Amardeep Bhogal (left) and Kinderpal Singh (right) recently relocated to Haliburton from the GTA. Bhogal is the newest optometrist at Haliburton Vision Care Centre, beginning her new role on June 7. Singh is expected to join his wife in practise this fall. /MIKE BAKER Staff

New optometrist feels she ‘found the perfect fit’ in Haliburton

By Mike Baker

When Amardeep Bhogal took her first drive through Haliburton a little over a month ago, she felt right at home in the community.

Having recently joined the team at Haliburton Vision Care Centre, Bhogal, who moves to the area alongside her husband Kinderpal Singh, is looking forward to building her practice as an optometrist.

“My husband and I have always spent a lot of time up north. We tend to spend quite a bit of time in communities like Haliburton, so when the opportunity came up, we took it,” Bhogal told the Echo. “I find that smaller communities, the people appreciate you a little more, you can get connections going and feel like you’re providing a service in a more impactful way. That was our primary draw to Haliburton.”

Singh will be joining his wife in practice later this fall, as soon as his Ontario license comes through. Singh has been a trained optometrist in the UK since 2014, but had to complete an international bridging program at the University of Waterloo to be accredited here in Canada.

Bhogal has practiced in the GTA since 2014, having previously completed her optometry degree in Boston.
The pair take over the local practise vacated by Dr. Lorne Kay earlier this year, who retired after spending 16 years working in the community.

Speaking to the Echo, Kay said his favourite part of working in Haliburton “was definitely the people.” He spent three days every other week working in town after taking over Dr. David Hornfield’s practice back in 2004.
“I live in Toronto full-time, so Haliburton was a very nice getaway for me. It was a very pleasant place to spend time. I would consider it a working holiday each week that I came to town – I’d work during the day, seeing very friendly people, and then kick back and relax during the evening,” Kay said. “I really enjoyed the slower pace of a small town.”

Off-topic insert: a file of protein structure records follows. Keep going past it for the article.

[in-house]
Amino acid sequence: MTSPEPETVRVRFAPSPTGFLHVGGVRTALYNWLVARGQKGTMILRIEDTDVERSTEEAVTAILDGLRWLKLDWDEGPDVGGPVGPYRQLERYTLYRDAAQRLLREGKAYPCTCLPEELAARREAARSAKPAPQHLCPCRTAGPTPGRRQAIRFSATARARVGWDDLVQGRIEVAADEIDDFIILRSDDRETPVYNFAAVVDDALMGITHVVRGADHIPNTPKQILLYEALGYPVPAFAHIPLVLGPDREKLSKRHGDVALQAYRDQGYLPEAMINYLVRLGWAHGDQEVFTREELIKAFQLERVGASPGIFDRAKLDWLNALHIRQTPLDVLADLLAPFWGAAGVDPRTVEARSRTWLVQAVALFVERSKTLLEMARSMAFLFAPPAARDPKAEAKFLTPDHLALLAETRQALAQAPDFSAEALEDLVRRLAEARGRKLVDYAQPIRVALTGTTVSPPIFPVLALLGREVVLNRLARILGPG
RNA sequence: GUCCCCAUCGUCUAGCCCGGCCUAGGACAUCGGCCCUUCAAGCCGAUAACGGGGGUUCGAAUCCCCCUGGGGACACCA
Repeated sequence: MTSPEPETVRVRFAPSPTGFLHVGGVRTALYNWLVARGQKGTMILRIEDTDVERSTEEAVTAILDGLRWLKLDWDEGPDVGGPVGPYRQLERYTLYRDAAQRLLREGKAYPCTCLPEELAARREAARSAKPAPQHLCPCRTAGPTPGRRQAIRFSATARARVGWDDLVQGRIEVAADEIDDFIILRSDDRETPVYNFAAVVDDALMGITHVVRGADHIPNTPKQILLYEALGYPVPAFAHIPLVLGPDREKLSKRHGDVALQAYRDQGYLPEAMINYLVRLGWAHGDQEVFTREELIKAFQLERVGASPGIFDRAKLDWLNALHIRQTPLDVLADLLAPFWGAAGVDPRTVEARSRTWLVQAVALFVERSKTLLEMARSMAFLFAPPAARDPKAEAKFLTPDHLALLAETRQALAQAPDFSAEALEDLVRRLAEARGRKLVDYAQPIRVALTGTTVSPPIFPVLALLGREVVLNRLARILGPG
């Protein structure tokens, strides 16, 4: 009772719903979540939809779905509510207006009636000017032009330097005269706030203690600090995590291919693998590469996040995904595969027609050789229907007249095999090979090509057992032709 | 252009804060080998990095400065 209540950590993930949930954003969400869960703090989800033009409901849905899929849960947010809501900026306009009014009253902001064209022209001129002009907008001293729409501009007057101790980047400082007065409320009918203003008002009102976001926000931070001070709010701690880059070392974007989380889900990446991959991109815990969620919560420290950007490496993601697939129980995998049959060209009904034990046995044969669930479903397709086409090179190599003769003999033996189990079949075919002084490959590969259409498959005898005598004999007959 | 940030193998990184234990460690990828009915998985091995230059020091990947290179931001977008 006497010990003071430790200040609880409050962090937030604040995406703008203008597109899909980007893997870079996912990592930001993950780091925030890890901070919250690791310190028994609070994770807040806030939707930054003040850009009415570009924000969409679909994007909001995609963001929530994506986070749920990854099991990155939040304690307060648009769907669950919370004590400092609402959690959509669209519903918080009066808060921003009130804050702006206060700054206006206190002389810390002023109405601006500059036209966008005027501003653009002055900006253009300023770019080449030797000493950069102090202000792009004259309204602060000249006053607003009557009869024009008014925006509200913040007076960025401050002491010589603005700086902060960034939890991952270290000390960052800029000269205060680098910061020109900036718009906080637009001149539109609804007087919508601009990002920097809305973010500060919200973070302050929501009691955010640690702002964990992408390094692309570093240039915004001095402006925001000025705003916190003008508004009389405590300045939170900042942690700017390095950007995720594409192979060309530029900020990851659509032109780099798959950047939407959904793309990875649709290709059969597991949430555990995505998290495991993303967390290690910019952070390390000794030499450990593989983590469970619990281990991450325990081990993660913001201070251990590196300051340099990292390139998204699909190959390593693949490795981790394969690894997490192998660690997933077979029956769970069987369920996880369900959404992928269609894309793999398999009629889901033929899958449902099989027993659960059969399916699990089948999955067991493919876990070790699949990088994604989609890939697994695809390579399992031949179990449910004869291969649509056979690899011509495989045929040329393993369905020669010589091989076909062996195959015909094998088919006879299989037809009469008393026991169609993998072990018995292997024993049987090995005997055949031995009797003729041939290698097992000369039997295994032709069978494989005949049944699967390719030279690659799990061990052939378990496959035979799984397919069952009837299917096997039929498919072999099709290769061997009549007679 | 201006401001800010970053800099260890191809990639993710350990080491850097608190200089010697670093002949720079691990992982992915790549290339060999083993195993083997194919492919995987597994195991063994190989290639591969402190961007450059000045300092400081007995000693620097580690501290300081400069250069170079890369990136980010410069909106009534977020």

In retirement, he plans to enjoy “a few cruise vacations” just as soon as the industry fully opens up again. Kay passed on his well wishes to Bhogal and Singh, telling the community they were in very good hands.

“Today’s graduates are much more extensively trained than what I had when I went to optometry school in the 1970s,” he said.

Bhogal’s first working day in town was June 7. She will be on-site every Monday and Friday, and will be adding more days in the fall once Singh receives his accreditation.

While she has taken on Kay’s clientele, Bhogal is also welcoming new patients. Speaking to the Echo, she went into detail about what optometrists do.

“We’re kind of that frontline eye care health professional. We assess vision, assess ocular health, assess binocular vision, need for glasses, need for surgeries and triage regular care in our clinic, or triage upwards for ophthalmologists,” Bhogal said. “We like to think of ourselves as being the primary eye care profession, and then bridging or connecting to other eye care professions if needed. We’re people’s first stop, essentially, for eye care.”
Having already spent a few weeks in town, Bhogal has quickly started to feel like she belongs. So much so that she and her husband are already planning to be here for the long haul.

“We really like it so far. We’re loving the scenery, it’s such a beautiful area, then in terms of people, everyone is really friendly, really chatty. People want to get to know you, which has been really cool. You don’t get that working in the city too much,” Bhogal said. “When we were looking where we wanted to be, we knew it had to be a smaller community, somewhere we could be for a long time. It looks like we found the perfect fit here in Haliburton.”